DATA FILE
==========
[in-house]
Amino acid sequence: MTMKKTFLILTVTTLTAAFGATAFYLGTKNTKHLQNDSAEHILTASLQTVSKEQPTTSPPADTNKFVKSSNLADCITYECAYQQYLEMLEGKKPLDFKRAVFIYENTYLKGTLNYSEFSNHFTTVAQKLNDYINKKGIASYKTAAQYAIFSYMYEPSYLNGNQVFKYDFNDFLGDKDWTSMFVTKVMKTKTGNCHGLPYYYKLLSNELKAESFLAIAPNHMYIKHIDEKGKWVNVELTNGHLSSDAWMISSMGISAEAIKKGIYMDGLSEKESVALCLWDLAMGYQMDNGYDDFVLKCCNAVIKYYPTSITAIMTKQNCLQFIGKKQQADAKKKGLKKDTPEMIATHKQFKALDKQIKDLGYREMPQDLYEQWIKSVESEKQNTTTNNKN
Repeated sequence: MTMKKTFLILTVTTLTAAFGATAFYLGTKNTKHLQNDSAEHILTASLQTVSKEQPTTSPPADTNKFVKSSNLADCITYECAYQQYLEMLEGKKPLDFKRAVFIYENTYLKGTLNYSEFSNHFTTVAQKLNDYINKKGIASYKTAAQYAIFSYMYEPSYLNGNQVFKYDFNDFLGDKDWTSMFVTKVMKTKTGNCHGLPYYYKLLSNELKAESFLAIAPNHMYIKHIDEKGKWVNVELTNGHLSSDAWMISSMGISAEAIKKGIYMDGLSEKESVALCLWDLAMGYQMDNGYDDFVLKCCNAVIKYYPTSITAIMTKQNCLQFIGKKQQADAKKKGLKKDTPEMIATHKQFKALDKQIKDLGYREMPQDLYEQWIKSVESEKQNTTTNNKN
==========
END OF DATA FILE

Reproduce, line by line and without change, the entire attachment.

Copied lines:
[in-house]
Amino acid sequence: MTMKKTFLILTVTTLTAAFGATAFYLGTKNTKHLQNDSAEHILTASLQTVSKEQPTTSPPADTNKFVKSSNLADCITYECAYQQYLEMLEGKKPLDFKRAVFIYENTYLKGTLNYSEFSNHFTTVAQKLNDYINKKGIASYKTAAQYAIFSYMYEPSYLNGNQVFKYDFNDFLGDKDWTSMFVTKVMKTKTGNCHGLPYYYKLLSNELKAESFLAIAPNHMYIKHIDEKGKWVNVELTNGHLSSDAWMISSMGISAEAIKKGIYMDGLSEKESVALCLWDLAMGYQMDNGYDDFVLKCCNAVIKYYPTSITAIMTKQNCLQFIGKKQQADAKKKGLKKDTPEMIATHKQFKALDKQIKDLGYREMPQDLYEQWIKSVESEKQNTTTNNKN
Repeated sequence: MTMKKTFLILTVTTLTAAFGATAFYLGTKNTKHLQNDSAEHILTASLQTVSKEQPTTSPPADTNKFVKSSNLADCITYECAYQQYLEMLEGKKPLDFKRAVFIYENTYLKGTLNYSEFSNHFTTVAQKLNDYINKKGIASYKTAAQYAIFSYMYEPSYLNGNQVFKYDFNDFLGDKDWTSMFVTKVMKTKTGNCHGLPYYYKLLSNELKAESFLAIAPNHMYIKHIDEKGKWVNVELTNGHLSSDAWMISSMGISAEAIKKGIYMDGLSEKESVALCLWDLAMGYQMDNGYDDFVLKCCNAVIKYYPTSITAIMTKQNCLQFIGKKQQADAKKKGLKKDTPEMIATHKQFKALDKQIKDLGYREMPQDLYEQWIKSVESEKQNTTTNNKN